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Home arrow The World of Oil arrow How Oil is Made


by LUCIANO DI GIOVACCHINO, formerly researcher with CRA-ISEL in Pescara

The characteristics of high quality extra virgin olive oil, the kind that is sold at relatively higher prices than standard oils of the same commercial category, must not only comply with the standards set by merchandise quality regulations, but must also, and especially, possess organoleptic properties that satisfy the consumers willing to pay a higher price for it.

For extra virgin olive oils, no matter which organoleptic properties the consumer prefers, be they hints of green fruit or ripe and almondy, or perhaps the fragrances of a traditional oil mill, or hints of vegetables or some fruit, ripe or otherwise, it is important to convey to the buyer some kind of sensation, real or assumed, that will remain embedded in his/her olfactory-gustatory memory, along with the desire to experience it again each time he/she shops for the product.

On one hand, an "extra" category extra virgin olive oil can easily be produced at the oil mill, provided good quality, freshly harvested, raw material (olives), at a good stage of ripeness, is available. Yet, on the other, it is not always easy to obtain a product possessing the desired organoleptic properties unless all the production stages, from the farming techniques to the technology involved, are monitored and followed rationally and the aim kept clearly in sight.

We describe below the proper procedures to be followed at the oil mill in order to obtain high quality oil possessing the desired organoleptic properties.


Olive storage at the oil mill

Olive storage, which takes place after the harvest and prior to mechanical oil extraction, must not exceed 24-48 hours, using perforated boxes (25-30 Kg capacity), or perforated plastic bins (250-350 Kg capacity) because they are good for preventing the layers of olives from being too thick, since that can result in the fruit getting squashed, with an unavoidably negative effect on oil quality. Using plastic bins is rational and useful because they allow the olives to breathe, especially when leaves are present, and because they can be stacked to reduce the amount of space needed for storage. Finally, bins are useful because they can be moved by mechanical equipment, such as forklift trucks, thus cutting down and rationalizing labour times. Furthermore, olives should not be stored in great heaps in direct contact with the ground, while jute or plastic bags should be completely banned.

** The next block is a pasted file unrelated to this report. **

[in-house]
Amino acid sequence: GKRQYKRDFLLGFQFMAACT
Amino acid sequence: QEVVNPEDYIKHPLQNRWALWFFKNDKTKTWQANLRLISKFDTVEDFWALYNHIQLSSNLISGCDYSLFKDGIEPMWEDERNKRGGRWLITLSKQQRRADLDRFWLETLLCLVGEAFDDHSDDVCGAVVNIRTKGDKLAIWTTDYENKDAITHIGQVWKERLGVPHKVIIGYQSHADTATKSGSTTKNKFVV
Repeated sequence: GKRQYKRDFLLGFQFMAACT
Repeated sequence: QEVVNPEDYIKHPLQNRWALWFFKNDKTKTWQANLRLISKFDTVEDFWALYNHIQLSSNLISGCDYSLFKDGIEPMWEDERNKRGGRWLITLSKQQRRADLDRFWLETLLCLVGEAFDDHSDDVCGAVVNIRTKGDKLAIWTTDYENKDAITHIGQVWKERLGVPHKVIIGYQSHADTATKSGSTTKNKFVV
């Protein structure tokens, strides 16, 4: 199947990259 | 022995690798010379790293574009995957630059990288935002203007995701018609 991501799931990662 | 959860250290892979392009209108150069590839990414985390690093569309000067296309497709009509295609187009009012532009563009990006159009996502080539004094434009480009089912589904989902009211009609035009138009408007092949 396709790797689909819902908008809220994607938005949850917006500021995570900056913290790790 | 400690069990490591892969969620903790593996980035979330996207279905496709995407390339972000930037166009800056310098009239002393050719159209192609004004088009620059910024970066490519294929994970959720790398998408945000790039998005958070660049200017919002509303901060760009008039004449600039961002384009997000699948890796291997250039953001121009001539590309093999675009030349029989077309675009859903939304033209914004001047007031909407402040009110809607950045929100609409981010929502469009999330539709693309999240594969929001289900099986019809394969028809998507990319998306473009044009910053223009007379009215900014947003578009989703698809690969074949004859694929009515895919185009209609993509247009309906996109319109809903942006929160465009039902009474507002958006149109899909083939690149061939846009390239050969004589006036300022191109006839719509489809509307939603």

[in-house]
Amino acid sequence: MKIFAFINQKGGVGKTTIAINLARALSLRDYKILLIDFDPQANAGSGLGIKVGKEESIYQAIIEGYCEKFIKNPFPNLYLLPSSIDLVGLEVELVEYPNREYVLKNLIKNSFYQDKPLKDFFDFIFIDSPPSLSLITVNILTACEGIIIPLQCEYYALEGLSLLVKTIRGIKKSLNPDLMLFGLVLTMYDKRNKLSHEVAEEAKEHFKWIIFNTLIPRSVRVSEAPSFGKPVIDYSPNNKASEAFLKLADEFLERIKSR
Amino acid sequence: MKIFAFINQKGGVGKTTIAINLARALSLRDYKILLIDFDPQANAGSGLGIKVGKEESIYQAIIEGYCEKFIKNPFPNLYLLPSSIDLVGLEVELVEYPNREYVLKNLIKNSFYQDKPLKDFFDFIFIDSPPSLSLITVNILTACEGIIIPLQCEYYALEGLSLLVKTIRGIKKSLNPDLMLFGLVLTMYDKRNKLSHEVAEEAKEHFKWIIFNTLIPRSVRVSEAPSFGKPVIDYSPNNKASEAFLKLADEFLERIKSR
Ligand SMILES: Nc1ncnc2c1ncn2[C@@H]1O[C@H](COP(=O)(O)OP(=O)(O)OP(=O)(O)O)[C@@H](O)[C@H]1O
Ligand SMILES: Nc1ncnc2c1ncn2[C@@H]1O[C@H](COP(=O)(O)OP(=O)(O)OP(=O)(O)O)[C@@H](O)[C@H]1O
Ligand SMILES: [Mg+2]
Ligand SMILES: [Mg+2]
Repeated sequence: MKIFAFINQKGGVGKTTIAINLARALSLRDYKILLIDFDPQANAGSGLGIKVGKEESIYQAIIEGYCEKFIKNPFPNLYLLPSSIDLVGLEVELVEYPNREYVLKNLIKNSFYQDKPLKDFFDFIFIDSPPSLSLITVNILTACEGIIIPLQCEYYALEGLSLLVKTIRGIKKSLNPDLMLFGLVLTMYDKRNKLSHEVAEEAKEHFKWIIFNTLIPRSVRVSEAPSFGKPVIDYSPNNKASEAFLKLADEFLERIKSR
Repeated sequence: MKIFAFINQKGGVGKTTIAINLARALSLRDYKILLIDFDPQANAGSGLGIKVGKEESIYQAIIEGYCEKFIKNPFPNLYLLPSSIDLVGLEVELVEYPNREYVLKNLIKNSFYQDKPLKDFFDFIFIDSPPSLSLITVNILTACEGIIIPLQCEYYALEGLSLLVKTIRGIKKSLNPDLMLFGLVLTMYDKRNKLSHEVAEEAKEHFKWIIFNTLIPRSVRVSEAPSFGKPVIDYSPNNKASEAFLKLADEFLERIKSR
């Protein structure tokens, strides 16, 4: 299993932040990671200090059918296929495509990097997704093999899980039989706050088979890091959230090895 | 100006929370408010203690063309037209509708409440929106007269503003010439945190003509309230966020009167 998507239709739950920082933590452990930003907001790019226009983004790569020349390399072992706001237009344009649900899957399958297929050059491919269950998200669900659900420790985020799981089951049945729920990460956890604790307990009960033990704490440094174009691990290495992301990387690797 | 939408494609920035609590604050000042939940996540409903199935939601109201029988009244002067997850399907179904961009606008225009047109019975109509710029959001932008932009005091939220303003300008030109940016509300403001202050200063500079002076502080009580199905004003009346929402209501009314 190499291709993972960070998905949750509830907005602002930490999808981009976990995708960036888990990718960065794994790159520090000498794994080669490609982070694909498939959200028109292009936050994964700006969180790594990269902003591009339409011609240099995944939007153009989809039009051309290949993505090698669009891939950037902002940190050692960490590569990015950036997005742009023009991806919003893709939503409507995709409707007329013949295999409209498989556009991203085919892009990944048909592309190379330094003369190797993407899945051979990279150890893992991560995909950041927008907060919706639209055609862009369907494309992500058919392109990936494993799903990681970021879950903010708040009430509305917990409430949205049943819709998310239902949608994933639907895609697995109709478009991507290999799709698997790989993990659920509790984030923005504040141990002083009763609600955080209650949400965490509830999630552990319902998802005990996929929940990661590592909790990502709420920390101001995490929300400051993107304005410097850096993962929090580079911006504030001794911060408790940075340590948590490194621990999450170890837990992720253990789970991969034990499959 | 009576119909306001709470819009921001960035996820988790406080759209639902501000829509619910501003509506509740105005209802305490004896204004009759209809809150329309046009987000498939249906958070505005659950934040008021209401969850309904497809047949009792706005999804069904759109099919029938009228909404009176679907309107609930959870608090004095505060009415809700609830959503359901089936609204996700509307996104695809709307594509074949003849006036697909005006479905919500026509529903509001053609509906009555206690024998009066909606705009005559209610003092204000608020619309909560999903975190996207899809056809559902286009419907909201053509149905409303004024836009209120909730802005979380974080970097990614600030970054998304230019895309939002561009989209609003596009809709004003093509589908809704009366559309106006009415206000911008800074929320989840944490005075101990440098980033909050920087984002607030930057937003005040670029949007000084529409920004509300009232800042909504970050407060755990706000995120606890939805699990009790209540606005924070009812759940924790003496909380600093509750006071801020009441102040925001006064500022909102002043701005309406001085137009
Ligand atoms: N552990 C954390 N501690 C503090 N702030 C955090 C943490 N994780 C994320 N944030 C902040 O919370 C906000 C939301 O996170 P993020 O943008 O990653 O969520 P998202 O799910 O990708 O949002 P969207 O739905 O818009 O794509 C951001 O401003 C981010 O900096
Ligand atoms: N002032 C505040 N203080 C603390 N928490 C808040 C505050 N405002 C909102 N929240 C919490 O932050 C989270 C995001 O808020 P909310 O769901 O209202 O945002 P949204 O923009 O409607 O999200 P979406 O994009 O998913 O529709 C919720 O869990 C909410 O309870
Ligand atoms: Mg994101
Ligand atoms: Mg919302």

In any case, olives must be stored in roofed, cool, aired premises that are sheltered from the rain, excessive cold and, especially, from frost, which makes oil extraction difficult during the subsequent stages of processing. Olives should also be stored away from the odours (whether pleasant or unpleasant) of other activities and from high temperatures (which should never exceed 20 °C) and dampness, which could result in mould forming on the drupes.


Deleafing and cleaning the olives

Olives destined to produce high quality olive oil must be deleafed and washed before entering the processing cycle. This is usually done by a machine that carries out both operations sequentially. This stage is important not only for health reasons but also for technical-mechanical and oil quality purposes. Since the oil is a food product, it is not only proper but mandatory, in compliance with the most basic hygiene-health regulations, for the raw materials to be clean of any foreign objects, whether vegetable or mineral.

If the oil mill uses a metallic crusher to prepare olive paste and a centrifugal decanter to extract the oil, it is especially advisable to remove the vegetable matter, dirt or sand that often come with the olives. Leaves can affect the oil's organoleptic properties, while siliceous mineral particles can have an abrasive effect on the metallic parts of high speed rotating machines.

Naturally, olives are washed with drinking water, which is changed often enough to ensure a hygienic process and avoid bad smells that could affect the oil. Washers are equipped with a nozzle sprinkler for the final washing, using tap water to eliminate any risk of pollution and remove any potential organic residues used in plant protection.


Olive milling and crushing

Extracting oil from the olives using mechanical equipment is possible thanks to a series of technological operations intended to free the drops of oil from the vegetable tissues that contain them, and to increase their dimension until the oil is separated from the paste. The oil is contained in the cells of the olive pulp: most of it in the vacuoles; some in the colloidal system of the cytoplasm, and a minimal percentage in the olive epicarp and endosperm.

Milling or crushing the olives is the main (and also the most important) operation in oil extraction. This process determines the deeper, or not so deep, breaking up of the pulp cells that contain the oil and consists of using granite millstones or high speed rotating metallic crushers.